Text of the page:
Yesterday, the United States Senate passed legislation to extend the federal Medicaid support established under the American Recovery and Reinvestment Act (Stimulus), causing House of Representative leadership to contemplate a recall of house members for a vote in the coming weeks, during a previously scheduled recess. This development is substantial for Maryland State government, as the State’s FY 2011 budget relies on $389 million in federal support for Medicaid that, without such federal action, would (by State law passed this year) require a draw-down of the Local Income Tax Reserve Fund.
From the Washington Post coverage of the federal legislation:
An emergency plan to save the jobs of tens of thousands of public school teachers and other government workers overcame a key Senate hurdle Wednesday, and House Speaker Nancy Pelosi said she would summon lawmakers back from their August break to finish work on the measure.
Two Republicans crossed party lines to advance the $26 billion package, handing President Obama a victory in his campaign to bolster the shaky economy. With many governors struggling to close gaping budget deficits, administration officials feared a fresh round of state layoffs or tax increases could knock the nation’s wobbly recovery off-course.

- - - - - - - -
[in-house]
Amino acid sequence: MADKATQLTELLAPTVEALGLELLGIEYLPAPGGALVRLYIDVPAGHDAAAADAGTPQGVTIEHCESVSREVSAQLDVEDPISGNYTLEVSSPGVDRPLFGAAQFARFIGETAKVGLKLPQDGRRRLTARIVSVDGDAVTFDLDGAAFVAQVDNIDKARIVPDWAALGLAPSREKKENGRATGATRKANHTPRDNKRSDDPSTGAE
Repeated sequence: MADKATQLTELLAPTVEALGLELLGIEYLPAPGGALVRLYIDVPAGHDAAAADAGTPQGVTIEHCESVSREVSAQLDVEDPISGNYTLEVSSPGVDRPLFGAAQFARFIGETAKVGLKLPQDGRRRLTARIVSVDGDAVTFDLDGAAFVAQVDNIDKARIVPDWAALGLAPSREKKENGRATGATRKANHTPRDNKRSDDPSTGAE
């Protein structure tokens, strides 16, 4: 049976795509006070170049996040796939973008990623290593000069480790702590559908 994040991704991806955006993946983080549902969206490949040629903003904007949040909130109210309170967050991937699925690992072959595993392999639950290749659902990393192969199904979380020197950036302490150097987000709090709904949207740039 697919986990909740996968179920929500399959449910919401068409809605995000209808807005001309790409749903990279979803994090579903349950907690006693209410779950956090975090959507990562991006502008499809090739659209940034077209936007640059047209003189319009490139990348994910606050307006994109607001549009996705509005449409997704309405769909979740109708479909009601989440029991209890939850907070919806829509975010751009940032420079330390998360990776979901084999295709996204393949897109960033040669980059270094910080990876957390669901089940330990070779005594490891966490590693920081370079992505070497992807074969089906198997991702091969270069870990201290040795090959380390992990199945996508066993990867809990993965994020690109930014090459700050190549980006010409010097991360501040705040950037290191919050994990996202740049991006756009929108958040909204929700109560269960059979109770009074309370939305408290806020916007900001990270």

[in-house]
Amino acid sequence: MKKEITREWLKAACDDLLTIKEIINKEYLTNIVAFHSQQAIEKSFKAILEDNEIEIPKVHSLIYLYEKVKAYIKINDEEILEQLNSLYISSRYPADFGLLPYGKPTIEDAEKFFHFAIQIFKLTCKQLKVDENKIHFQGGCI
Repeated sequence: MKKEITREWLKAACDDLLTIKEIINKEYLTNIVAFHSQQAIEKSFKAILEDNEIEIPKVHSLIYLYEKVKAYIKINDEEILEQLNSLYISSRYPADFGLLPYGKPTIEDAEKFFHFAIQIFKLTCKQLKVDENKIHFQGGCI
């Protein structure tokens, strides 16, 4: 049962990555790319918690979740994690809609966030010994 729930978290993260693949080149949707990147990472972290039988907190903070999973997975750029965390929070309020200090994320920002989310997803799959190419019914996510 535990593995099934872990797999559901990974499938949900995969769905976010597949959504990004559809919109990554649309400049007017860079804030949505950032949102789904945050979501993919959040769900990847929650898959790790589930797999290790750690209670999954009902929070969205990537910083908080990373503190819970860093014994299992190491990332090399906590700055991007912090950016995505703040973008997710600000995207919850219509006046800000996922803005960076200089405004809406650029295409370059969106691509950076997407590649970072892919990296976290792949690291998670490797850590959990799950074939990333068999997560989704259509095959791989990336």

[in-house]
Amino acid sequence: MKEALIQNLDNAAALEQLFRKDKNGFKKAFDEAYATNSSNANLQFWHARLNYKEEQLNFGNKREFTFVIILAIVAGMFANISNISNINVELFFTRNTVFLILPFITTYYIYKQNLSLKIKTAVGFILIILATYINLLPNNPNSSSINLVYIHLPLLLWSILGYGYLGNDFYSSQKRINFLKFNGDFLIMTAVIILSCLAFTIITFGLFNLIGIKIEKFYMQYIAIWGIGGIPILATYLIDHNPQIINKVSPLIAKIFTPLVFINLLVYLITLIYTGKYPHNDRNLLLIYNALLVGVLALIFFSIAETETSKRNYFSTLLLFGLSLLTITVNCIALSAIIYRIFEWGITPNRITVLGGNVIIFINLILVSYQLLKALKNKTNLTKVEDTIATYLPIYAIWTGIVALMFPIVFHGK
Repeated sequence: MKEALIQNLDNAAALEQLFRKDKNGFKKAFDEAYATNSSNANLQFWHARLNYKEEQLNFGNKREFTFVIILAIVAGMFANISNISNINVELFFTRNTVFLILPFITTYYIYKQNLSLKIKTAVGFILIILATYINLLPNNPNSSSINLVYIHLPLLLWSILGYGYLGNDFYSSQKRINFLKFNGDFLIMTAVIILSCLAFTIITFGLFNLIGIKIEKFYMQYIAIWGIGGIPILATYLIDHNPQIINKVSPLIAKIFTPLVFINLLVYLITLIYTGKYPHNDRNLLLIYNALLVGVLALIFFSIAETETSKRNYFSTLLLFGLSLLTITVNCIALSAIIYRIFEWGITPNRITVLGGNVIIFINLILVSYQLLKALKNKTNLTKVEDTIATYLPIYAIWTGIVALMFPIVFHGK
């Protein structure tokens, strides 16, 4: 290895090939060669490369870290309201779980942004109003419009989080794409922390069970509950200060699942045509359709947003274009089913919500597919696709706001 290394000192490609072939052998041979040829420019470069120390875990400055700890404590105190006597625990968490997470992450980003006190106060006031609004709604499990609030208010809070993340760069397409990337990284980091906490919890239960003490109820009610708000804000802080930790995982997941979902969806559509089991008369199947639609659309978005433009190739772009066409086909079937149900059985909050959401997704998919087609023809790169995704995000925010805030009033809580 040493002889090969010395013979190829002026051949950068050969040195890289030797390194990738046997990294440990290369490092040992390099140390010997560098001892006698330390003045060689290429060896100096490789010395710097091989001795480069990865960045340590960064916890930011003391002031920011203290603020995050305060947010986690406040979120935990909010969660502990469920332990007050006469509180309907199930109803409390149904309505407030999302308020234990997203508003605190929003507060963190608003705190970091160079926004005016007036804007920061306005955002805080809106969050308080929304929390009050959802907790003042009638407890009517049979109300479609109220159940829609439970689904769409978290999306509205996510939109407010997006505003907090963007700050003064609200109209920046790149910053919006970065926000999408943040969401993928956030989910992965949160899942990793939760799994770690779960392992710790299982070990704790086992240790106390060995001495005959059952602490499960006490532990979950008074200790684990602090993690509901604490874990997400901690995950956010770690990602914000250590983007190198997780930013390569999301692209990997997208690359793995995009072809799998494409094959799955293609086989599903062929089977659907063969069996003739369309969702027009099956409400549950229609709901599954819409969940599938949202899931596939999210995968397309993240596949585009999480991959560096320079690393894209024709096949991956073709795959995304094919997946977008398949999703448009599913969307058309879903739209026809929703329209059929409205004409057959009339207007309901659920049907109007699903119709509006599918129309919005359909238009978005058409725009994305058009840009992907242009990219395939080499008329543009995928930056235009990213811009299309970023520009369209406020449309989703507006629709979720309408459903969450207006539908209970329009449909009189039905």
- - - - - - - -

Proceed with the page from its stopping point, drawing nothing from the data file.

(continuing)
The aid package would not entirely close those budget gaps. Hampered by election-year anxiety over the mounting national debt, congressional Democrats were forced to slash Obama’s original request for state aid nearly in half and come up with a plan to pay for it. Meanwhile, lawmakers in both parties signaled that the measure probably marks the end for spending bills aimed at boosting economic activity.